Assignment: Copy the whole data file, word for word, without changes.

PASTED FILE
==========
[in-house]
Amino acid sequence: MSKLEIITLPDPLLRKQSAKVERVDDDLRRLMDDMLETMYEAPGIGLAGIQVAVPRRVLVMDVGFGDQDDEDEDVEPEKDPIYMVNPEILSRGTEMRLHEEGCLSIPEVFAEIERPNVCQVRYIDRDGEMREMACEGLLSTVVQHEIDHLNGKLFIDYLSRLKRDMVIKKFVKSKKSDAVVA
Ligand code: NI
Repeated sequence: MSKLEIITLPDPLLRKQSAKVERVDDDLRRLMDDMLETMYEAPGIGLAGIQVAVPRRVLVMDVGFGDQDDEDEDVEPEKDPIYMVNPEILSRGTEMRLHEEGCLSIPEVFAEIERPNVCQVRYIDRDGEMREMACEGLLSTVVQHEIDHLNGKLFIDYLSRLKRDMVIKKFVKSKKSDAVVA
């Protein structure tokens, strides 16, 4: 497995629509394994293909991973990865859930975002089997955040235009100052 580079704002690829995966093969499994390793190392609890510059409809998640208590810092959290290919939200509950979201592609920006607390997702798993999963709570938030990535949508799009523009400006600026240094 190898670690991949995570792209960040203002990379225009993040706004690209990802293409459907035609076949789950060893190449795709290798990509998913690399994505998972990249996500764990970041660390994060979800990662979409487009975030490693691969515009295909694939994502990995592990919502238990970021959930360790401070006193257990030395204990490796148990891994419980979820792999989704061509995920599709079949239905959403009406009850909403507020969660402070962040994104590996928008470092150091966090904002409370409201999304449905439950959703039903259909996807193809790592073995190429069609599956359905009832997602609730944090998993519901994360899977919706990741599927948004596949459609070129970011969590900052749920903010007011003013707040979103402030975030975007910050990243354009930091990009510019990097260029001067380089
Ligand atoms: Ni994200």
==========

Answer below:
[in-house]
Amino acid sequence: MSKLEIITLPDPLLRKQSAKVERVDDDLRRLMDDMLETMYEAPGIGLAGIQVAVPRRVLVMDVGFGDQDDEDEDVEPEKDPIYMVNPEILSRGTEMRLHEEGCLSIPEVFAEIERPNVCQVRYIDRDGEMREMACEGLLSTVVQHEIDHLNGKLFIDYLSRLKRDMVIKKFVKSKKSDAVVA
Ligand code: NI
Repeated sequence: MSKLEIITLPDPLLRKQSAKVERVDDDLRRLMDDMLETMYEAPGIGLAGIQVAVPRRVLVMDVGFGDQDDEDEDVEPEKDPIYMVNPEILSRGTEMRLHEEGCLSIPEVFAEIERPNVCQVRYIDRDGEMREMACEGLLSTVVQHEIDHLNGKLFIDYLSRLKRDMVIKKFVKSKKSDAVVA
């Protein structure tokens, strides 16, 4: 497995629509394994293909991973990865859930975002089997955040235009100052 580079704002690829995966093969499994390793190392609890510059409809998640208590810092959290290919939200509950979201592609920006607390997702798993999963709570938030990535949508799009523009400006600026240094 190898670690991949995570792209960040203002990379225009993040706004690209990802293409459907035609076949789950060893190449795709290798990509998913690399994505998972990249996500764990970041660390994060979800990662979409487009975030490693691969515009295909694939994502990995592990919502238990970021959930360790401070006193257990030395204990490796148990891994419980979820792999989704061509995920599709079949239905959403009406009850909403507020969660402070962040994104590996928008470092150091966090904002409370409201999304449905439950959703039903259909996807193809790592073995190429069609599956359905009832997602609730944090998993519901994360899977919706990741599927948004596949459609070129970011969590900052749920903010007011003013707040979103402030975030975007910050990243354009930091990009510019990097260029001067380089
Ligand atoms: Ni994200």